Eight months after the toxic train derailment in East Palestine, residents spoke before the council meeting about problems that are not being addressed. They are also still complaining of rashes, coughing and other problems.
They are calling out Ohio's EPA and Norfolk Southern. They say, these entities are not testing the homes of those who live feet from ground zero of the toxic train derailment that took place February 3, 2023.
They are also asking the village council to keep an open mind during an upcoming round table panel and to listen to outside scientists about toxic chemicals and testing.
Members of the Unity Council are asking city council and the mayor to represent all residents in East Palestine.
"I urge you please stand up for your community members who are sick," said Jamie Wallace, President of the Unity Council.
"There are people who contact me every day. They work for the school, they're in the fire department. I don't want to be harassed the way you've been harassed they say, what kind of community is that, when your neighbor is afraid to tell you they're having seizures because they're afraid your on the other side. There should be no other side. We are a community," emphasized Wallace.
Wallace added, "I was told the first thing they will do is divide and conquer. And I told them 'This is East Palestine. No way.' But that is what they have done. I know this job is harder than what you expected, but please don't ignore the cries of your neighbors."
Those 21 News heard from at the meeting are worried about toxic chemicals, such as dioxins and vinyl chloride, and any health hazards they could cause.
"After the EPA said, "The readings -- they're there but you're OK, you're safe,' I tested positive for vinyl chloride," Krissy Ferguson said. 
"It is unreasonable anyone in the village should have to worry about the safety of our homes simply because the EPA and Norfolk Southern are refusing to test," Tamara Freeze added. 
Those residents also say, the EPA is refusing to test -- even for folks who live a couple hundred feet away from ground zero. 
"The EPA says, we will not test until the clean up is done. So these people have been living eight, nine months, when the EPA is refusing testing. I Googled 'EPA' and 'lies.' Nine pages come up, and everybody knows about Flint, Michigan and 9/11," Daren Gamble said.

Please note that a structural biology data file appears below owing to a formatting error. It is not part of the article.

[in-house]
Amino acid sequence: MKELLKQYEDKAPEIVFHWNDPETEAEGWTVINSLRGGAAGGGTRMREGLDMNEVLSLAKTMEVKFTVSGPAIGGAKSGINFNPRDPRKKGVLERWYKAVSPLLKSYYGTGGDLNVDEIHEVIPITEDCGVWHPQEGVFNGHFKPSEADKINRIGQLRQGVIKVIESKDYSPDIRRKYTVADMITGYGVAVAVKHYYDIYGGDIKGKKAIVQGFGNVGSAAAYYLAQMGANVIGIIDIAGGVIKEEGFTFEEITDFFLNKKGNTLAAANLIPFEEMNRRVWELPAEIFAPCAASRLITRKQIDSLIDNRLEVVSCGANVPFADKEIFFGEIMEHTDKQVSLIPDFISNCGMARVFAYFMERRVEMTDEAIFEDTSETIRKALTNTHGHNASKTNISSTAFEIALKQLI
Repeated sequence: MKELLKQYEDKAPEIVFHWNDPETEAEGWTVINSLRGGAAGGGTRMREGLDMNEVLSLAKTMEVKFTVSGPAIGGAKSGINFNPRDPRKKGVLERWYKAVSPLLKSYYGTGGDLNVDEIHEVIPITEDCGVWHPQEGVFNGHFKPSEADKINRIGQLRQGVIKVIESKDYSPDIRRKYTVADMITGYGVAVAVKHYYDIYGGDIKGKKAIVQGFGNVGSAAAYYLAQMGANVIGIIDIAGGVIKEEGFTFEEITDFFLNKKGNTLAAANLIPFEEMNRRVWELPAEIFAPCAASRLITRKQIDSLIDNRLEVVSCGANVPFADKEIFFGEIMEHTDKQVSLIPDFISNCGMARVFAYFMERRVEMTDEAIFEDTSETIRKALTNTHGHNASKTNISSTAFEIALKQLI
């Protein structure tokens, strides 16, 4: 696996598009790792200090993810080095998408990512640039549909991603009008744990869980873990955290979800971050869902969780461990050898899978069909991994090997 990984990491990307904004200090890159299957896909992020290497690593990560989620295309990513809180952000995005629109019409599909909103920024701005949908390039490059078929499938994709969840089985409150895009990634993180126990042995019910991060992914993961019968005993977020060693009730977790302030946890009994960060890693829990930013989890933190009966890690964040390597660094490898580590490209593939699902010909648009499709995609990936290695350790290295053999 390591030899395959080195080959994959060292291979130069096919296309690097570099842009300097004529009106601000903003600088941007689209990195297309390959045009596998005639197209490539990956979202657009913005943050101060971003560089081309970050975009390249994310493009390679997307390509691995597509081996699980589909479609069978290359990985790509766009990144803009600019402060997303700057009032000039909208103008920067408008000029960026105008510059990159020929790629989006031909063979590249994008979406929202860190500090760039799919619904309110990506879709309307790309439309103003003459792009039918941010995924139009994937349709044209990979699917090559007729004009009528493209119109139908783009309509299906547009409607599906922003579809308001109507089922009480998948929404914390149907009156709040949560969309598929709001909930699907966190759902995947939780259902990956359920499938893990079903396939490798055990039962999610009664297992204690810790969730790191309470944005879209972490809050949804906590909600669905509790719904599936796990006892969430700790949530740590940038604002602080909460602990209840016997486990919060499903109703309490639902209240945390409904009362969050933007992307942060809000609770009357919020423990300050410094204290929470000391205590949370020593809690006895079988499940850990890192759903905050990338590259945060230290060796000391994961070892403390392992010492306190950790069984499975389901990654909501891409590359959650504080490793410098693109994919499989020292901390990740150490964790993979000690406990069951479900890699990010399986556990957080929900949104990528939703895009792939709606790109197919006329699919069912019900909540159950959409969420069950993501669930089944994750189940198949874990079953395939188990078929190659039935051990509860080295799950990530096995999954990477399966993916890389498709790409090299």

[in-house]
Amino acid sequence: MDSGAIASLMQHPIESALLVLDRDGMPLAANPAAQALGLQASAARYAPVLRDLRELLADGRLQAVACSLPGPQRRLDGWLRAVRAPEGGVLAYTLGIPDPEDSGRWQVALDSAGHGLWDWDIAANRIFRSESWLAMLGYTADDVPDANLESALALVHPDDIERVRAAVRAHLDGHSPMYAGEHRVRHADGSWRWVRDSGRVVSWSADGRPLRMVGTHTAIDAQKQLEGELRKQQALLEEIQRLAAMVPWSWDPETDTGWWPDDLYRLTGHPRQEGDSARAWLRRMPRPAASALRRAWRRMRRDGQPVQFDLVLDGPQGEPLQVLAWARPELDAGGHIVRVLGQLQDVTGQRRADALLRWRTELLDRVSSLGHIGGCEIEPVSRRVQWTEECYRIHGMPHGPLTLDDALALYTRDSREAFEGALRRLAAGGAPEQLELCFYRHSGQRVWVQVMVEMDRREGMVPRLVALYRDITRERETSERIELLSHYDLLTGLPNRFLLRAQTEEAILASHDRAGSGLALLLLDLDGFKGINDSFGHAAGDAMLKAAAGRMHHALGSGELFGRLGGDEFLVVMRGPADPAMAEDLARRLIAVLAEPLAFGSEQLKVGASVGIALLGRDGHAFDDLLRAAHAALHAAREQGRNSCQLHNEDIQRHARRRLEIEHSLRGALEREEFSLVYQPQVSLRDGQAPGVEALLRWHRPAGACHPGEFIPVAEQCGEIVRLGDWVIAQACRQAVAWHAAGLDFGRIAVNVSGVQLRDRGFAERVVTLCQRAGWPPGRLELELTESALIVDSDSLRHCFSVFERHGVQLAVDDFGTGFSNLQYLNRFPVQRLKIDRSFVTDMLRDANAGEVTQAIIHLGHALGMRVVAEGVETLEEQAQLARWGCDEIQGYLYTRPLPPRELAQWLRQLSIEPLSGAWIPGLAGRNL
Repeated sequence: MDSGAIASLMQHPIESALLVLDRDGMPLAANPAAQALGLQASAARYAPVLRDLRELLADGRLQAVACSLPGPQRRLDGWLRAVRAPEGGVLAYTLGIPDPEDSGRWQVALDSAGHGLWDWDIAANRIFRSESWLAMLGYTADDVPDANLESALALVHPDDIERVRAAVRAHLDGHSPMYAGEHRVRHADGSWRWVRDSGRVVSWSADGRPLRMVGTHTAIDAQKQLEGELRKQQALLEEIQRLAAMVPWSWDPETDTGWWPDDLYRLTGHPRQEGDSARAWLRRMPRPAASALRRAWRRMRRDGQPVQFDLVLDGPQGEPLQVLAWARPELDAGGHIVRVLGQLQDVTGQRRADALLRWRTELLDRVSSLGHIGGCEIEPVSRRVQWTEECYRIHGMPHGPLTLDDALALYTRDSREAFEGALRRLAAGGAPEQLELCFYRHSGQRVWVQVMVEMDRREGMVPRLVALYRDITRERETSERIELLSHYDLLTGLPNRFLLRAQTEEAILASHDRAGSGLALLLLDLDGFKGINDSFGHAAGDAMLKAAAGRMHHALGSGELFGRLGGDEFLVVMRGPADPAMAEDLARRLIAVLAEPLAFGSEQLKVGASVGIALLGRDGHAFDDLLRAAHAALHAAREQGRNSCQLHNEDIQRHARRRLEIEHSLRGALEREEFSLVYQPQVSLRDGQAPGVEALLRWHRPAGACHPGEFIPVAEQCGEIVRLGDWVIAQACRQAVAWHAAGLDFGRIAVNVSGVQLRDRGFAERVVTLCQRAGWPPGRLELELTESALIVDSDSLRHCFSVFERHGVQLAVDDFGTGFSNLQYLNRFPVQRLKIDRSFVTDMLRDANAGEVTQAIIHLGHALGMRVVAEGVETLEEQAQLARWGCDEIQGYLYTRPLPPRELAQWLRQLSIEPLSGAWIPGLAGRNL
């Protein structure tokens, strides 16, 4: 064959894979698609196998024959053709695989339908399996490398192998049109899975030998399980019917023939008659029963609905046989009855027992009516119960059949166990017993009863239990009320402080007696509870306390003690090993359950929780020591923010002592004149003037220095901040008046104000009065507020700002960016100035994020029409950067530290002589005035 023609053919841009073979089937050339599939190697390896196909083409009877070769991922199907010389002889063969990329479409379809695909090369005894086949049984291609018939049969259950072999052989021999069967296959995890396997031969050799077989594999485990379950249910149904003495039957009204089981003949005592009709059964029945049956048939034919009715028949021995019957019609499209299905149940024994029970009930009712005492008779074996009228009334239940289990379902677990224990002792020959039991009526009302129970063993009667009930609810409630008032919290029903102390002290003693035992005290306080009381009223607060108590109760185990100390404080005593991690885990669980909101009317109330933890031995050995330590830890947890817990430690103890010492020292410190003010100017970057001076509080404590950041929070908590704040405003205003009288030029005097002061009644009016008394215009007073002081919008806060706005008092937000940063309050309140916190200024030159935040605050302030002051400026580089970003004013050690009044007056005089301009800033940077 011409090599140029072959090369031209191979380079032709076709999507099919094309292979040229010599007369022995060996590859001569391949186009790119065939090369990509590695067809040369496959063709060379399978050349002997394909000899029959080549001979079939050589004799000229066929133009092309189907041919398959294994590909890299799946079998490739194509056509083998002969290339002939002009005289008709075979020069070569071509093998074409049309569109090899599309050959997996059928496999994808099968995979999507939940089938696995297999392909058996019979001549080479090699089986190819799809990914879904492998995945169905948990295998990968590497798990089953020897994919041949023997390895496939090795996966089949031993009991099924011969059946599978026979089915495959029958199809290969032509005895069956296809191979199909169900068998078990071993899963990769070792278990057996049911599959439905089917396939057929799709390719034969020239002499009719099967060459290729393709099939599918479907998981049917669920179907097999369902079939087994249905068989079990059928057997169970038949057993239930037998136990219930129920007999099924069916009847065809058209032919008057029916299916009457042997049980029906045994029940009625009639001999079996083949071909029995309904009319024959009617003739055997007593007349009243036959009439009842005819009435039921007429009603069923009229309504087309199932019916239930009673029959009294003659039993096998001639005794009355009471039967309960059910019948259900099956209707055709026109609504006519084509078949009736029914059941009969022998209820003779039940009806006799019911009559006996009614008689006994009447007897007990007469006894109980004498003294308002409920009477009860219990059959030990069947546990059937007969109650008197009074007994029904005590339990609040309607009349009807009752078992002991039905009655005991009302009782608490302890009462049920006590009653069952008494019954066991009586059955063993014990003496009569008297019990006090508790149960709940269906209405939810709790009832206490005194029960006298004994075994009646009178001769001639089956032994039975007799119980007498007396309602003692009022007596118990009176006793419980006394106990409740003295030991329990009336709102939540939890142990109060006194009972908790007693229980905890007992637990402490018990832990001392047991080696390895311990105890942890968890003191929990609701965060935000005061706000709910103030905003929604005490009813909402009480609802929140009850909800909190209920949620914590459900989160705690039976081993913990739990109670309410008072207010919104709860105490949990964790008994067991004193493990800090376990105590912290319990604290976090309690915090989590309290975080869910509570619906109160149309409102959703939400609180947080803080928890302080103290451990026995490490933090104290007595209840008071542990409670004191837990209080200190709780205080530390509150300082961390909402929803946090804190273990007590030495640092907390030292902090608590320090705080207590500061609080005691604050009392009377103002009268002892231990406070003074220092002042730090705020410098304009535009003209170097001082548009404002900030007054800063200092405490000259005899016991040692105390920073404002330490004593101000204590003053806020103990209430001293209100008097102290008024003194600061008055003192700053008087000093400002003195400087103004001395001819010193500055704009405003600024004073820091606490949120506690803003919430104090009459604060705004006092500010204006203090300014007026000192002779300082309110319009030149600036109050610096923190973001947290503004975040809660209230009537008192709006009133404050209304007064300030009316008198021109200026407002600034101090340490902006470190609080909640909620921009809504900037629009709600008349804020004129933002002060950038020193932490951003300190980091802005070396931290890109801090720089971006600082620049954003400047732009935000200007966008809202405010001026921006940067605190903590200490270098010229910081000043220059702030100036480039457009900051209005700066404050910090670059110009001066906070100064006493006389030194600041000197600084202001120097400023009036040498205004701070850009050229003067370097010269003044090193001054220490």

The group says the toxins and cancer-causing chemicals in the water are not a past problem, but a current one.
"There are levels of benzines in the creeks and I've just heard the EPA found out that as well, but my levels were not surprisingly higher than theirs. I took my own samples and put them on ice and drove them to Cleveland for testing," Dr. Rick Tsai said. 
Folks are asking elected leaders to join in a panel of research experts discussing chemicals and independent testing. That will take place September 16 at 6 p.m. through Zoom. 
"Some of the folks have higher credentials than some of the folks working for the EPA have," Chase Kinder said.
21 News will be checking in to let you know which elected officials join in that zoom meeting.
During Monday's council meeting, one businessman stood up and said that he wants the city to turn the page on the problems due to bad publicity. He said he wants the city to instead focus on growing business and told council and the mayor that the Unity Council doesn't represent him or many others in the room. But only around 10 to 15 people in the standing-room-only crowd of about 100 clapped to show support for his statement.
Many residents expressed that they want to continue living their lives, but they also want answers and the truth.
Those we spoke with in East Palestine did not want to talk on camera. But they say, they do want testing so they know more about what their futures may hold after being exposed to toxic chemicals in their homes, streams and air.